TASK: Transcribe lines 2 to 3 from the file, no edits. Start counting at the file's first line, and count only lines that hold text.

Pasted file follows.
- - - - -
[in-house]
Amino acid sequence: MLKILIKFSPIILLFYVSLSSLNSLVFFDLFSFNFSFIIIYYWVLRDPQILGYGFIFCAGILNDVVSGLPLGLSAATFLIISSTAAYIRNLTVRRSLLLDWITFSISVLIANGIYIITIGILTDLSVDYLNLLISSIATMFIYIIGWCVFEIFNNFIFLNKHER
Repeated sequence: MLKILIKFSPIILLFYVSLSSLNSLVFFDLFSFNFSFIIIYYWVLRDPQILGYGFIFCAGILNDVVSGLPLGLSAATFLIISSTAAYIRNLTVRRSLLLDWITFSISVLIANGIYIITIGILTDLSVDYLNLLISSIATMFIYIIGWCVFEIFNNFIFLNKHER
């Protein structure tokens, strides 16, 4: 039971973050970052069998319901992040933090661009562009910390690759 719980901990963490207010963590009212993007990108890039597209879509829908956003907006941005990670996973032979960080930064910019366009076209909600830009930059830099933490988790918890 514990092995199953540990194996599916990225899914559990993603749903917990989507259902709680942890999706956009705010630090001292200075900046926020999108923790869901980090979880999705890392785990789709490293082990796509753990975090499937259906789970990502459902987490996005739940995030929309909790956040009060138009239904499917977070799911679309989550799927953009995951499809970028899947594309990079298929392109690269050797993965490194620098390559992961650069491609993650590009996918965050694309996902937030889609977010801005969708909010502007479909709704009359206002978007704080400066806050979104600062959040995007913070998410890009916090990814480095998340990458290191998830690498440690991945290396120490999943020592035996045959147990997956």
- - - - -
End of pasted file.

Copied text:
Amino acid sequence: MLKILIKFSPIILLFYVSLSSLNSLVFFDLFSFNFSFIIIYYWVLRDPQILGYGFIFCAGILNDVVSGLPLGLSAATFLIISSTAAYIRNLTVRRSLLLDWITFSISVLIANGIYIITIGILTDLSVDYLNLLISSIATMFIYIIGWCVFEIFNNFIFLNKHER
Repeated sequence: MLKILIKFSPIILLFYVSLSSLNSLVFFDLFSFNFSFIIIYYWVLRDPQILGYGFIFCAGILNDVVSGLPLGLSAATFLIISSTAAYIRNLTVRRSLLLDWITFSISVLIANGIYIITIGILTDLSVDYLNLLISSIATMFIYIIGWCVFEIFNNFIFLNKHER